Last week the five members of the Tongs family made our special weekday ice-cream run to Toby’s, our neighborhood creamery, to celebrate my daughter Audrey’s adoption anniversary. Eight years ago, we picked her up from Hunan, China; she now rules the universe from Arlington, Virginia. On these days, my wife Cathy and I wonder out loud what Audrey’s life might have been. America pessimists – who seem in extraordinary supply of late -- might surmise China is the better place for her. After all, their economy is catching up to ours! In this moment of hyperventilation, let’s recall the importance of the denominator. Even if you prefer a prism of us versus them, the Chinese have four times as many mouths to feed. The World Bank chart above shows China’s income per person, compared to the world average and the U.S. (great big nerd alert: the graph shows GDP per capita, PPP, current international $).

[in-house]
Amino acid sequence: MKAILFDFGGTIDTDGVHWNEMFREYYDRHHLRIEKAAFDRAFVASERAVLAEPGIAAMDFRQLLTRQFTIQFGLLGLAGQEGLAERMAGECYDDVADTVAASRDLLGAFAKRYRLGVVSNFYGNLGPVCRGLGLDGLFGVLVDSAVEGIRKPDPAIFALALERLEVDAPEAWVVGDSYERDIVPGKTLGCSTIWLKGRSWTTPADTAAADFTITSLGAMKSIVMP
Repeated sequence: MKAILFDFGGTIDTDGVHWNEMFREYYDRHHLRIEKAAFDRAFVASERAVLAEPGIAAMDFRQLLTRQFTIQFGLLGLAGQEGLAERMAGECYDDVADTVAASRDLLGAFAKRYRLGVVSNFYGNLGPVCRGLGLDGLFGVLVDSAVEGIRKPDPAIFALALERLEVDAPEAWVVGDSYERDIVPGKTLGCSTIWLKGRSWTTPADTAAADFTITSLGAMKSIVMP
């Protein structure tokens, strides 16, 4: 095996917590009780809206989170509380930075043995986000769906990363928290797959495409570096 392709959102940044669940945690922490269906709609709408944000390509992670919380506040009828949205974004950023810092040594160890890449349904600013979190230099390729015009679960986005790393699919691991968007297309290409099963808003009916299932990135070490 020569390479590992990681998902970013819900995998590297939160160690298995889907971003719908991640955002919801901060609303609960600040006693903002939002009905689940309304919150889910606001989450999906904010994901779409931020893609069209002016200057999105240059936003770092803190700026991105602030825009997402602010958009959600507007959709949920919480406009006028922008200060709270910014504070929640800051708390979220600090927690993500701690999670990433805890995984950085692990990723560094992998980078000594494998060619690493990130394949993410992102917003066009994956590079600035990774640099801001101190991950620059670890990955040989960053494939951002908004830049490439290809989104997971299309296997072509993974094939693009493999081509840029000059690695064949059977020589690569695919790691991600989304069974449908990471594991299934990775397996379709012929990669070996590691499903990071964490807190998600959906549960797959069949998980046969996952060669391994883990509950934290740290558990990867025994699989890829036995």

Pair-O-Graphs: China's low birth-rate equals demographic headwinds
Today on Marketplace we reported on China cutting interest rates, to boost its economy short-term. But here’s a longer-term problem: China will soon start to age rapidly.
THE VISUAL GRAPH:
When I was posted in China as a Marketplace bureau chief, a cabbie once asked me, “How do Americans celebrate Chinese New Year?” I blinked several times. They think it’s all about them, the way we think it’s all about us. If you listen to the echo chamber, Americans assume Beijing’s policies emanate from the Ministry of World Domination. In fact, like most countries they have their own problems in-house. Today’s graph, included in a research note today from UBS China economist Wang Tao, reminds us of a China-sized demographic imbalance on the way. Simply put, green on the chart means old people, blue means young people. Looking forward, China will resemble a Sarasota retirement community: lots of elderly dependents, not enough producers, inventors and entrepreneurs. But unlike Sarasota, China won’t be old and super-rich; by 2050, Goldman Sachs figures China’s GDP per person will be barely half of ours.